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Edwin Edwards in the classroom: How students learn about Louisiana's one-of-a-kind leader

“They want to know about the politics, and they want to know about the characters."

NEW ORLEANS — In her 43 years teaching Louisiana History at Belle Chasse Middle School, Martha Long knows what sets Louisiana politics apart and when her students get to the chapter on Louisiana governors this Fall, there will be lots of talk about the state’s only four-term governor, Edwin Edwards.  

“They know this isn’t someone that’s just going to be remembered on a hall of governors. This is a man that put items into action,” Long said.  

Credited with modernizing state government, taking up labor unions and directing oil revenue to the classroom, Long says her eighth grade students can do more than just read about his contributions to the state.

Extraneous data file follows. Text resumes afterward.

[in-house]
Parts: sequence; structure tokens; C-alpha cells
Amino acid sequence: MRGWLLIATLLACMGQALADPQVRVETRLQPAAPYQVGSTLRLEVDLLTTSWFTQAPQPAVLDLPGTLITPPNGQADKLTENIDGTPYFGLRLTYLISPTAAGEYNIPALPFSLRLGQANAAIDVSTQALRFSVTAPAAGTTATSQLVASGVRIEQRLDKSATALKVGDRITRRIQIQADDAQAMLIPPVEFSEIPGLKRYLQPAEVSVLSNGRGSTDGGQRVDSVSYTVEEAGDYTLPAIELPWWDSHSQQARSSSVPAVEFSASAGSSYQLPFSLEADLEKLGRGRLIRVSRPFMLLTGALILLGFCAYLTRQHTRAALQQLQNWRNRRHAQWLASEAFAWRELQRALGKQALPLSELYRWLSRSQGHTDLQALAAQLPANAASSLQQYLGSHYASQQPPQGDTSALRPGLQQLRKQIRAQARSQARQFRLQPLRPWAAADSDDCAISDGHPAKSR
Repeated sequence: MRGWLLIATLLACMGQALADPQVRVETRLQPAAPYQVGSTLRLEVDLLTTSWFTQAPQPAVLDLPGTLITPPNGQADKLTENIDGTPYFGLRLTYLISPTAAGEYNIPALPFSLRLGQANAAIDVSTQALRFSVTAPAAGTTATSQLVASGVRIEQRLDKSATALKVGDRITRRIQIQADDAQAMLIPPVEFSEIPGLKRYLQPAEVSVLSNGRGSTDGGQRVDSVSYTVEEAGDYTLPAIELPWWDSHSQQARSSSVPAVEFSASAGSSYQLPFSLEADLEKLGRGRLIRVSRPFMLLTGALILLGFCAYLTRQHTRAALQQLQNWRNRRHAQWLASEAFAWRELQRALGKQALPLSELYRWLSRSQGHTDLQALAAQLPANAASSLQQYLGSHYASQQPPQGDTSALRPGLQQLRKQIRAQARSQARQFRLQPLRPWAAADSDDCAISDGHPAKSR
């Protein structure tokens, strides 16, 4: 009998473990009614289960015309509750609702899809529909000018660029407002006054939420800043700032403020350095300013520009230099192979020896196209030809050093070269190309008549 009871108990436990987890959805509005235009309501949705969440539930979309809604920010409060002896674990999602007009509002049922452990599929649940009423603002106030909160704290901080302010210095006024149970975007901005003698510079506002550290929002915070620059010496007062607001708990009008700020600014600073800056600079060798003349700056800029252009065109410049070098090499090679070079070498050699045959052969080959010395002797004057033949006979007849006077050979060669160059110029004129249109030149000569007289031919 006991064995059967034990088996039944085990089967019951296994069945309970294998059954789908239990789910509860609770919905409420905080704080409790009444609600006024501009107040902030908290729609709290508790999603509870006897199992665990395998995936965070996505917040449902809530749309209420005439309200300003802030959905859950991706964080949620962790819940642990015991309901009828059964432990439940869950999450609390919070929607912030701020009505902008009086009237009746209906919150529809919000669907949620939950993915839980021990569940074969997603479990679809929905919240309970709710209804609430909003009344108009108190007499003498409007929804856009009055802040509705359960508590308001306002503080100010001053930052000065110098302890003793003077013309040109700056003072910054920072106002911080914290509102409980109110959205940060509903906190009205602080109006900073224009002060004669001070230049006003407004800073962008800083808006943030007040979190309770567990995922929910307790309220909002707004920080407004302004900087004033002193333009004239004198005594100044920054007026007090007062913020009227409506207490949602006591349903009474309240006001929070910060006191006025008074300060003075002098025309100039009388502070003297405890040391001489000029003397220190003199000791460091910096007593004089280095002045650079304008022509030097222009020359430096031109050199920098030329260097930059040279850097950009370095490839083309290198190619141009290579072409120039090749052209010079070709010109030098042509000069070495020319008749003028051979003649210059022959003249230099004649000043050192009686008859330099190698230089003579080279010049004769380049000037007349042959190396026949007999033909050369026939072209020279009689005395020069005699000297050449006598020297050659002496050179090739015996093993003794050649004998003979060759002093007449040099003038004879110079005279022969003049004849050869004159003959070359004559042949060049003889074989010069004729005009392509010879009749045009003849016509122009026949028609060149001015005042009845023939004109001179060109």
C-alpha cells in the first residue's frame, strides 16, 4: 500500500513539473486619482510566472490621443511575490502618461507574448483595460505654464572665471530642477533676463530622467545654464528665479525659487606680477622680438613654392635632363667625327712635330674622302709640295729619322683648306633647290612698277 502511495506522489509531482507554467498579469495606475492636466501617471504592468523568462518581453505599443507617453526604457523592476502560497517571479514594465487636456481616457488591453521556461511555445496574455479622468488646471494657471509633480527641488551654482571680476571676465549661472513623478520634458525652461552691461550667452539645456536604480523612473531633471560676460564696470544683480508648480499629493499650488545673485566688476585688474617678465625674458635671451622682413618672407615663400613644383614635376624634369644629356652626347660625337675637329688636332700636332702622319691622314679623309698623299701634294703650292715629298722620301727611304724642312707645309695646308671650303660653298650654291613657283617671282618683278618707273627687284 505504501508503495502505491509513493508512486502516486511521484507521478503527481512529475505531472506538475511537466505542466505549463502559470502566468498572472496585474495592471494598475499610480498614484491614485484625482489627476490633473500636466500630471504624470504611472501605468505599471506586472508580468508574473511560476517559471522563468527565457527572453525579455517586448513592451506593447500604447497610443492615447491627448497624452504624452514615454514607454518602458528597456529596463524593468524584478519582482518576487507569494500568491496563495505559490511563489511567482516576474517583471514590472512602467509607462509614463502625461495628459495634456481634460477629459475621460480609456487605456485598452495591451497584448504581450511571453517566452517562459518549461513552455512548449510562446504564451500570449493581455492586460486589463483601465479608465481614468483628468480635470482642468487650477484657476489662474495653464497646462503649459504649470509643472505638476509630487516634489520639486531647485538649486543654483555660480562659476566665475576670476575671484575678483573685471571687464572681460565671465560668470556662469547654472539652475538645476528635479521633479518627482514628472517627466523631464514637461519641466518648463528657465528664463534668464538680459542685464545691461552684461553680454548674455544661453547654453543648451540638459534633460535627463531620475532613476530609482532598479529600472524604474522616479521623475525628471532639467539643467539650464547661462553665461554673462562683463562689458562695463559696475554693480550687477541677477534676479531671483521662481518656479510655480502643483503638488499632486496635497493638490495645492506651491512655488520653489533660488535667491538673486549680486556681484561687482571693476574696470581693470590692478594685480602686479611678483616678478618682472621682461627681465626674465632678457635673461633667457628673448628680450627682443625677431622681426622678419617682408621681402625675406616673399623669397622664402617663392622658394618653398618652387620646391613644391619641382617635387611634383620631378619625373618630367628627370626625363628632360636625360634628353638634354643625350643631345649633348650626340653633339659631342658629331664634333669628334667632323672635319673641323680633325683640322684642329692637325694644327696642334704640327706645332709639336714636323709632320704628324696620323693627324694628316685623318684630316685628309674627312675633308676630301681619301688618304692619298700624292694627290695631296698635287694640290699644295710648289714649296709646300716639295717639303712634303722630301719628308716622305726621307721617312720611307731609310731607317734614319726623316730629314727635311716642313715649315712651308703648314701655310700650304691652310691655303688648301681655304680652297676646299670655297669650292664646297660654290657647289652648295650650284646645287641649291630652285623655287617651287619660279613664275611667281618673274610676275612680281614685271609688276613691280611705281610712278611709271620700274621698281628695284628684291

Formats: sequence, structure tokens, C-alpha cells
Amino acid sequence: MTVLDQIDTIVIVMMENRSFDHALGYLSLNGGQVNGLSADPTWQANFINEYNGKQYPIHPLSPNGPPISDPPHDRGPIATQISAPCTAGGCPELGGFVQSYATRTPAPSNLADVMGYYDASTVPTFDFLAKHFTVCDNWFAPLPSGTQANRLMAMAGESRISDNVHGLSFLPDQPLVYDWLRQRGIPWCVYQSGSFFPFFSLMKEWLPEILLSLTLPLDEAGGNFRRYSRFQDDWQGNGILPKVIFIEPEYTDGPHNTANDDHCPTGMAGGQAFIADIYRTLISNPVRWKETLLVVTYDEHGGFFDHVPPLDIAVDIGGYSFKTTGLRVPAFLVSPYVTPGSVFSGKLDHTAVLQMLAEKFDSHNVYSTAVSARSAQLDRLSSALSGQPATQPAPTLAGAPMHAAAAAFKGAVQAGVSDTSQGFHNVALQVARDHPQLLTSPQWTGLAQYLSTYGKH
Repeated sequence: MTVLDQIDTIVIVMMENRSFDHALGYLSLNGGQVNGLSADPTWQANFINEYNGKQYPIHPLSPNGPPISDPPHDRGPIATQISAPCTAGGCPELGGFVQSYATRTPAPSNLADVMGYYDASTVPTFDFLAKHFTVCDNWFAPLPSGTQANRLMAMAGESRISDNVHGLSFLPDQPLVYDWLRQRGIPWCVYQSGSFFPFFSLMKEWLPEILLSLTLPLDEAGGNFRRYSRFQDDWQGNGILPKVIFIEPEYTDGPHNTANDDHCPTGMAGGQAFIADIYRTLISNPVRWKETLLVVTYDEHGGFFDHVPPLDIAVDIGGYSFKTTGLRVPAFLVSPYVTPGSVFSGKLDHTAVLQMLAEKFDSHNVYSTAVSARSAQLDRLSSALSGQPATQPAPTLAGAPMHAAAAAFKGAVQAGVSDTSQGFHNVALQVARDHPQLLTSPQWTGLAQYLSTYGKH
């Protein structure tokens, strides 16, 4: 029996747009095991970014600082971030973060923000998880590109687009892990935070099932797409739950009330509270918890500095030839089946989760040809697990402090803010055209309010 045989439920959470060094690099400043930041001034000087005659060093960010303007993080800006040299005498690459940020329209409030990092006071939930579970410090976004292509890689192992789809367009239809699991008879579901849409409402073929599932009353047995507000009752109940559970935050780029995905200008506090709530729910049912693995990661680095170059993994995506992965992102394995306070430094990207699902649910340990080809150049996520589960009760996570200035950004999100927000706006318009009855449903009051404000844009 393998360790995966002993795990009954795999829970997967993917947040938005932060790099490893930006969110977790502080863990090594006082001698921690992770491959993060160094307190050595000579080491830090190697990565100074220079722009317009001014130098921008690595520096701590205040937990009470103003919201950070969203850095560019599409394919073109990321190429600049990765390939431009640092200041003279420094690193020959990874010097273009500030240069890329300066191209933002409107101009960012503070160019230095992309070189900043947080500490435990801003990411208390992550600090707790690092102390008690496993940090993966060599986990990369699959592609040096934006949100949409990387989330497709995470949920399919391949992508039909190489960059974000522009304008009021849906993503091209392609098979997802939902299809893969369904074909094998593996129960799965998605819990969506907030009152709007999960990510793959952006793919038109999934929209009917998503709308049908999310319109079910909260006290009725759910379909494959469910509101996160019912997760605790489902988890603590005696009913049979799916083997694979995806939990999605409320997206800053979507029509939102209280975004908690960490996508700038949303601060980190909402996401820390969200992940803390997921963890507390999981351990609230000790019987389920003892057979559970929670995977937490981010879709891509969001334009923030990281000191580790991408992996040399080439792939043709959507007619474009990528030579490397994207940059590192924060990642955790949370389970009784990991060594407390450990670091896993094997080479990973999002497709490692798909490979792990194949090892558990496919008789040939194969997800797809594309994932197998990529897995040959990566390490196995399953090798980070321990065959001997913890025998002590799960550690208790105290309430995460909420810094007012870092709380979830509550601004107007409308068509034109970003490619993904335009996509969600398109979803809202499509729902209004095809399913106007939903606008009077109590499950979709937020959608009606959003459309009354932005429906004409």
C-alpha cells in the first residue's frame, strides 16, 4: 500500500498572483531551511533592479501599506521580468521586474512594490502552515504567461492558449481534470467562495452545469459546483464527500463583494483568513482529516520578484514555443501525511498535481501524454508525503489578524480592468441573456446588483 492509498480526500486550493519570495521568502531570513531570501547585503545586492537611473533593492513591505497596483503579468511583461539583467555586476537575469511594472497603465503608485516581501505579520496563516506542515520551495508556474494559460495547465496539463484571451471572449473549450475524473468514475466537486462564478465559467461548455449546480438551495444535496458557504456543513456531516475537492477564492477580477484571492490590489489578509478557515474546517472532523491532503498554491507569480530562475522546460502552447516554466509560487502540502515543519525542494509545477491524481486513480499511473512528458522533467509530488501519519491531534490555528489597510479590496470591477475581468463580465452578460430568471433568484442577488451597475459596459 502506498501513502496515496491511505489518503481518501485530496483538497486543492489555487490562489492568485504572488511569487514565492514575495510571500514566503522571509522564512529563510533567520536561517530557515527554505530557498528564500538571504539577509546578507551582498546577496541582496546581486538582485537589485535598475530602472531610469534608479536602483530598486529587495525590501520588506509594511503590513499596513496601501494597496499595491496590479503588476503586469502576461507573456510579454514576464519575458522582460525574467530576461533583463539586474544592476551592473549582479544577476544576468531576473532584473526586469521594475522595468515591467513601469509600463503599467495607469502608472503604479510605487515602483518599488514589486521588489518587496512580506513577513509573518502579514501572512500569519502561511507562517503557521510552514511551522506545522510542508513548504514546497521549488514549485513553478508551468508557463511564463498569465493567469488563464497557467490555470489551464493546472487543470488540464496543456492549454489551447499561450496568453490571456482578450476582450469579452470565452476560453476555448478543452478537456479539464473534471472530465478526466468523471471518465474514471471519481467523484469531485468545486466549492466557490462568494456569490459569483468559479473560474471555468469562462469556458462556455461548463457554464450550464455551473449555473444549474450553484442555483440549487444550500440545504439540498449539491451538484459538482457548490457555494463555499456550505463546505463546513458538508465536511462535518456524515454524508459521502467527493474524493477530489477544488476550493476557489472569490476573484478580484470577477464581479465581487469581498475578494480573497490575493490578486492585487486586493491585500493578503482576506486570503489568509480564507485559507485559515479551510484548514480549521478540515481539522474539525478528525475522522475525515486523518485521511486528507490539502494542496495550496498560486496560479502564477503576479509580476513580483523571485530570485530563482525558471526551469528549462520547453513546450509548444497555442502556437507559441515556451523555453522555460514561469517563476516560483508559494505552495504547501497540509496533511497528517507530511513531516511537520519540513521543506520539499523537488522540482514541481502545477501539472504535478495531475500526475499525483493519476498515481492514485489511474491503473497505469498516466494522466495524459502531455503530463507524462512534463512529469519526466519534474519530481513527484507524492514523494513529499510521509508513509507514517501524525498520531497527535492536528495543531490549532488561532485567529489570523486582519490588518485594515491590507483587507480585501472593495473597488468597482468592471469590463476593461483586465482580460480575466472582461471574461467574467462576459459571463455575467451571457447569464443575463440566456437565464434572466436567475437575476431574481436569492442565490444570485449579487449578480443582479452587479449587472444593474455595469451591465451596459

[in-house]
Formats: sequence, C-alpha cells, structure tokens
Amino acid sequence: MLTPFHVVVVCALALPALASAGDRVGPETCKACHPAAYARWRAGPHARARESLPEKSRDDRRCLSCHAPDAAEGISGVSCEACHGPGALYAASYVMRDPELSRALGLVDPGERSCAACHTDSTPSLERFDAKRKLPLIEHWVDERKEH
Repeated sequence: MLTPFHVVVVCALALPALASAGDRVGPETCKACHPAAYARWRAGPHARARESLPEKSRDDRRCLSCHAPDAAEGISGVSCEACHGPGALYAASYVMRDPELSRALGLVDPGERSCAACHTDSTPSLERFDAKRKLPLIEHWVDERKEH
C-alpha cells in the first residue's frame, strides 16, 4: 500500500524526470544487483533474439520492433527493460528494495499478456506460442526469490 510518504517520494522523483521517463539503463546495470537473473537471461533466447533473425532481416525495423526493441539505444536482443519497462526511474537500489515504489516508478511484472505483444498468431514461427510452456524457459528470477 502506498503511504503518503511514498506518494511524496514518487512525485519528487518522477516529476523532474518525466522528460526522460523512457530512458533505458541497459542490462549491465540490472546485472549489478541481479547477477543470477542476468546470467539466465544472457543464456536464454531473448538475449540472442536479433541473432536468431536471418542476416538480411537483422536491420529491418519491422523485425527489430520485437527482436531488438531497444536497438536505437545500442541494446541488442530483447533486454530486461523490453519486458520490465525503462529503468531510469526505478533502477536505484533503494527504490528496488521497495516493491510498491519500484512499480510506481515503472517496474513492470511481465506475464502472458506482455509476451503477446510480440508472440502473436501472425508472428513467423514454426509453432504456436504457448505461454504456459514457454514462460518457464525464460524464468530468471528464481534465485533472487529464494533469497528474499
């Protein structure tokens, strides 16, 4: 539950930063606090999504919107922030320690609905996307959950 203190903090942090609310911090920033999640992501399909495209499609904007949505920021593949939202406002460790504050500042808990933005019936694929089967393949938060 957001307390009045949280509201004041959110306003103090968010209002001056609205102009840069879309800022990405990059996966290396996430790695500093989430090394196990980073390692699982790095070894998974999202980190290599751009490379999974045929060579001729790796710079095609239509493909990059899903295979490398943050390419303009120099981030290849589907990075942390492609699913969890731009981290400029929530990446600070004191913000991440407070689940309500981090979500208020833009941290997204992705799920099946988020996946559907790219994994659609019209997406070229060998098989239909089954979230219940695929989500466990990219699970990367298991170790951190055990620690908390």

“The students can see within their own family frameworks the input he made and how it’s still very much in the forefront even today,” Long said. 

“He’s a wonderful character to teach,” said Tulane University adjunct professor of political science Rosalind Blanco Cook. 

Blanco Cook teaches a lot of classes on Louisiana politics and says out of state students even find it fascinating.

“They want to know about the politics, and they want to know about the characters,” Blanco Cook said. 

Blanco Cook says when studying and teaching political figures like Edwards, there’s the good and there’s the bad. Even with Edwards’ eight years in federal prison, there’s still a lot of good, and a lesson to be learned. 

“Every generation benefits by what has happened over the last several decades and certainly Edwin Edwards played quite a huge part,” Blanco Cook said. 

“We have to teach and make the children aware, even people in those very, very high positions, they are going to be held accountable,” Long said.  

Both educators say Edwards will always be remembered for helping rewrite the state constitution and while already in the history books, maintain his presence as a character beyond belief.  

He wanted to get those good times roll with the state of Louisiana and he did it and that’s what he will be remembered for,” Long said.